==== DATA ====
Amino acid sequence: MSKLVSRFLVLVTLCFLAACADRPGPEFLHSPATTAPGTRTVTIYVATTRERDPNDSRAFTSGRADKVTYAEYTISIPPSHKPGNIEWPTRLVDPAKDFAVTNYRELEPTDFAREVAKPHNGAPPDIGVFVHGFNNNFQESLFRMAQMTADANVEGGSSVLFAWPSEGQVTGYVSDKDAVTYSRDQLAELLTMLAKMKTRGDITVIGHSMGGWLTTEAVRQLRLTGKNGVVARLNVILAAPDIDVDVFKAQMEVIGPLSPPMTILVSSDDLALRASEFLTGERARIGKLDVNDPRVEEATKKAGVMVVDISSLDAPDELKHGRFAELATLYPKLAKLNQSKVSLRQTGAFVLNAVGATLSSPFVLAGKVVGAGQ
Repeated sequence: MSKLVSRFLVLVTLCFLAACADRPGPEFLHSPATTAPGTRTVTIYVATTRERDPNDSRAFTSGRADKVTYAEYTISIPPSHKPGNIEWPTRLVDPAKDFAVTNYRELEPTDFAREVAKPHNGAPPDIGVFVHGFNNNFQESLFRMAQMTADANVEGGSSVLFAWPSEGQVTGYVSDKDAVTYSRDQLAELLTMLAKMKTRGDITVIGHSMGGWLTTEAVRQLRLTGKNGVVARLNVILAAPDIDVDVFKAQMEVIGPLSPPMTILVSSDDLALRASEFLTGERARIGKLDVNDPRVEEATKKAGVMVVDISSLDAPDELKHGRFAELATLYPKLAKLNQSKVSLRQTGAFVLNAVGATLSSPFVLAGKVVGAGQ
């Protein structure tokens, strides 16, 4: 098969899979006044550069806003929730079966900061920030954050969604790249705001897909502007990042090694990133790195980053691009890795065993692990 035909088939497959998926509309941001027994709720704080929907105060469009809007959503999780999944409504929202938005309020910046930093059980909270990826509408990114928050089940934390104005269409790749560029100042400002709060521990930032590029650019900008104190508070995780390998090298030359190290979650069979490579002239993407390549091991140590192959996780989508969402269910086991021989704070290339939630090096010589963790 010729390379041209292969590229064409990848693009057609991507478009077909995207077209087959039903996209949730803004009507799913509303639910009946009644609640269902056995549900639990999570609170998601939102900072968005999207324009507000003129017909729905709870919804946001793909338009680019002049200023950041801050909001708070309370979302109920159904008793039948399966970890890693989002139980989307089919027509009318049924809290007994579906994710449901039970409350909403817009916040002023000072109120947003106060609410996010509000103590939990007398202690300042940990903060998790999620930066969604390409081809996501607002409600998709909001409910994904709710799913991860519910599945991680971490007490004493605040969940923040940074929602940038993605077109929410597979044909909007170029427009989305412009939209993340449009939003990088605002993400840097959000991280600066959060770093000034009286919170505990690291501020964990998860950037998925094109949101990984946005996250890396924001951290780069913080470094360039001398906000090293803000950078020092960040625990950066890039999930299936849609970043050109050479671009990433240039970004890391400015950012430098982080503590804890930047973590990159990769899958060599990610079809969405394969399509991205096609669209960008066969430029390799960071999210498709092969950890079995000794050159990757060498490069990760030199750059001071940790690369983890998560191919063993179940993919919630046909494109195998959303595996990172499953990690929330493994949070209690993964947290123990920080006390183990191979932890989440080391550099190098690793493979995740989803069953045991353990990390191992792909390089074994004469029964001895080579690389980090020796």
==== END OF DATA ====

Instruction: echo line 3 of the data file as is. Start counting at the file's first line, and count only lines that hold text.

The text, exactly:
């Protein structure tokens, strides 16, 4: 098969899979006044550069806003929730079966900061920030954050969604790249705001897909502007990042090694990133790195980053691009890795065993692990 035909088939497959998926509309941001027994709720704080929907105060469009809007959503999780999944409504929202938005309020910046930093059980909270990826509408990114928050089940934390104005269409790749560029100042400002709060521990930032590029650019900008104190508070995780390998090298030359190290979650069979490579002239993407390549091991140590192959996780989508969402269910086991021989704070290339939630090096010589963790 010729390379041209292969590229064409990848693009057609991507478009077909995207077209087959039903996209949730803004009507799913509303639910009946009644609640269902056995549900639990999570609170998601939102900072968005999207324009507000003129017909729905709870919804946001793909338009680019002049200023950041801050909001708070309370979302109920159904008793039948399966970890890693989002139980989307089919027509009318049924809290007994579906994710449901039970409350909403817009916040002023000072109120947003106060609410996010509000103590939990007398202690300042940990903060998790999620930066969604390409081809996501607002409600998709909001409910994904709710799913991860519910599945991680971490007490004493605040969940923040940074929602940038993605077109929410597979044909909007170029427009989305412009939209993340449009939003990088605002993400840097959000991280600066959060770093000034009286919170505990690291501020964990998860950037998925094109949101990984946005996250890396924001951290780069913080470094360039001398906000090293803000950078020092960040625990950066890039999930299936849609970043050109050479671009990433240039970004890391400015950012430098982080503590804890930047973590990159990769899958060599990610079809969405394969399509991205096609669209960008066969430029390799960071999210498709092969950890079995000794050159990757060498490069990760030199750059001071940790690369983890998560191919063993179940993919919630046909494109195998959303595996990172499953990690929330493994949070209690993964947290123990920080006390183990191979932890989440080391550099190098690793493979995740989803069953045991353990990390191992792909390089074994004469029964001895080579690389980090020796």